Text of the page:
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A Time for Love Part2
« on: October 07, 2012, 09:33:12 PM »
Life does not take place on that cold and starlit intellectual plain. Life is lived on a very different, far from ideal level where even the best of men make big mistakes in the daily pursuit of their fullest humanity. Man is engaged in a process of growth, and while he needs ideals about such things as hoping and loving, these must not be so distant as to be totally beyond him. One of the worst failures of the institutions, such as the Churches and the universities, which are meant to help man, is their estrangement from the ordinary experience of imperfect men. Professors and theologians necessarily reflect on life in an intellectual way. The problem arises when they forget that hardly anybody else can handle life very effectively on that level. Politicians, at least, have a feeling for the disordered state of human affairs and for the strategies that work in getting things done. Somewhere between the impossibly ideal world of the scholar and the sometimes cynical real world of the politician is the territory where most men live.

We live, as a matter of fact, in an age of reaction to the over intellectualization of life. Anthropologists and other observers have been reminding man in books like The Naked Ape and On Aggression of his animal inheritance and the damage he does to himself when he forgets it. Man is not just intellect, they seem to be saying, and his planning and theorizing take him only so far. There are limitations and conditions to life - a body, feelings - that are also man. Man struggling to rediscover his unity and to achieve some of the wholeness that comes when everything that he is, mind and body, intellect and emotions, fit together. Man wants, in other words, to get back into relationship with himself, to take up the friendship that is fundamental to all others.

There is something more touching than offensive about his present symbolic and anti-rational struggles to lay hold of relationship to himself again. His protests arc fragmentary and half-formed at times and as varied as only things man does can be. At one moment he is man the infantile and narcissistic; at another, man the playful and poetic. The protest is, however, the same; down inside, man is groaning for something more than cold, clear knowledge, and for something better than liberation for his animal urges. He really wants something to match his deepest if garbled yearnings; he wants to experience, in all the aspects of his personality, the meaning of friendship and love.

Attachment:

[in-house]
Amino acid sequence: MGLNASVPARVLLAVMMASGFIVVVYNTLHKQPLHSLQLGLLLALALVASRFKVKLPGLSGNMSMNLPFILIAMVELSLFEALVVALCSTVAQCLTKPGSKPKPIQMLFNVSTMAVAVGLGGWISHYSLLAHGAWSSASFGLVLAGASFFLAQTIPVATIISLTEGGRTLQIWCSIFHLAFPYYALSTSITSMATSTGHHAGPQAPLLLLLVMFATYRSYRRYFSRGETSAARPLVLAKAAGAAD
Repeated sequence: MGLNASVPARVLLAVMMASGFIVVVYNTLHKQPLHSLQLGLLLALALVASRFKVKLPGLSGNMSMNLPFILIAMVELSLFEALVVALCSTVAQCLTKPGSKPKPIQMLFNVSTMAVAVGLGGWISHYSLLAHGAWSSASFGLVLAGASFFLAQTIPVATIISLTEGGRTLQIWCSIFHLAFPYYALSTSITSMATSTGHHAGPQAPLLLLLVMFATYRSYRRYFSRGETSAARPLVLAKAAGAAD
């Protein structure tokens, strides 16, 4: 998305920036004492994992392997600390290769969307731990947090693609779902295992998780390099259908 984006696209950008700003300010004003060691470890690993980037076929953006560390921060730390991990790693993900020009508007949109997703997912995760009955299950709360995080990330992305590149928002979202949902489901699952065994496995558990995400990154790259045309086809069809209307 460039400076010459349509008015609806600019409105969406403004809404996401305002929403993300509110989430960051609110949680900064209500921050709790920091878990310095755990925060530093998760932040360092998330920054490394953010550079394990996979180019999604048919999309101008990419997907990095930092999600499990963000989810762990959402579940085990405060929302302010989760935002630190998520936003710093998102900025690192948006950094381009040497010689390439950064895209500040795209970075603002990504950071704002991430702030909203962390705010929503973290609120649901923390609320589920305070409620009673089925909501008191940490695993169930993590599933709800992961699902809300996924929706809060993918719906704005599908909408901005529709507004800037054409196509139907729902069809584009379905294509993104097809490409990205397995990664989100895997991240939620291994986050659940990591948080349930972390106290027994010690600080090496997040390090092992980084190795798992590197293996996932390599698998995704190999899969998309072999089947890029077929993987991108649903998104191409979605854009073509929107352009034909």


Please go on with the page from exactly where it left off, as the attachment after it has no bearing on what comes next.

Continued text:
Man wants this in a language he can understand, from those who show some signs of having experienced life as it is rather than as it might be in some ideal world. It is not an easy task or an easy time in which to take it up.

The Gospels, if they are about anything, concern love and man's efforts to learn how to love more deeply and more creatively. Beautiful words and glowing sermons may be as unreal for the average man as intellectual speculation about remote theological themes. But, as pioneer psychiatrist Otto Rank once said, "The only therapy is life," So, too, the only way to avoid intellectualizing love is to write from what you have learned about it in your own experience.

To speak about love in something other than stained-glass tones, you must face and deal with it as you have encountered it in your own life. What you say will not be perfect and will not fit all cases; it may lack a certain theological finesse, but it will at least be real. As such it represents human experience reaching out to other human experience. Shortcomings will be present, but there is a chance to make up for them by a real willingness to share what you have suffered yourself.

The problem of life is really the problem of love. Anybody who thinks otherwise has not really faced much of life yet. Everywhere I go, I see lonely people who, even though they cannot put their longing into words, are still hoping for some experience of love and understanding that will give them the strength to face life with a little more courage. As the narrator of Thornton Wilder's Our Town noted, "You knows' well as I do: people are never able to say right out what they think of money, or death, or fame, or marriage. You've got to catch it between the lines; you've got to over-hear it." Of man's longing and loneliness, there is much to be overheard. What you can hear tells you how much people need and want the substance and direction that only real love brings into life.


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